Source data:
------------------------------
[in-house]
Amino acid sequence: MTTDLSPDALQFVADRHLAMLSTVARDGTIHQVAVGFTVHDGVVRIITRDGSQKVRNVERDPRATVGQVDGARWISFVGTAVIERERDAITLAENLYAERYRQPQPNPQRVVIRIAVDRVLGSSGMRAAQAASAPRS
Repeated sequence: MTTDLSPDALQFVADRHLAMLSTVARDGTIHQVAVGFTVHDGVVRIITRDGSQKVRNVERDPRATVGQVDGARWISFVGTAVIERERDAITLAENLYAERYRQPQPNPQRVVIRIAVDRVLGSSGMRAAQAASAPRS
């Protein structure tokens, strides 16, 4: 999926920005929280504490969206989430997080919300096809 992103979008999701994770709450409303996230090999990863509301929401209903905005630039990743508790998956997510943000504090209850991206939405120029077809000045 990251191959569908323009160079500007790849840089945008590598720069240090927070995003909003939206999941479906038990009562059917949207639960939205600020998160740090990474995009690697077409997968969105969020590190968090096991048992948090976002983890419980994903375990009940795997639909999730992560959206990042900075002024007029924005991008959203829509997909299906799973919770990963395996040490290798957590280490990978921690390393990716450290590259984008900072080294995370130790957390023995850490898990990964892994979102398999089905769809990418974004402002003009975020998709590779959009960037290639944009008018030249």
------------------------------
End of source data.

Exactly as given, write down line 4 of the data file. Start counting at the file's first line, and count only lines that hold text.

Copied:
């Protein structure tokens, strides 16, 4: 999926920005929280504490969206989430997080919300096809 992103979008999701994770709450409303996230090999990863509301929401209903905005630039990743508790998956997510943000504090209850991206939405120029077809000045 990251191959569908323009160079500007790849840089945008590598720069240090927070995003909003939206999941479906038990009562059917949207639960939205600020998160740090990474995009690697077409997968969105969020590190968090096991048992948090976002983890419980994903375990009940795997639909999730992560959206990042900075002024007029924005991008959203829509997909299906799973919770990963395996040490290798957590280490990978921690390393990716450290590259984008900072080294995370130790957390023995850490898990990964892994979102398999089905769809990418974004402002003009975020998709590779959009960037290639944009008018030249």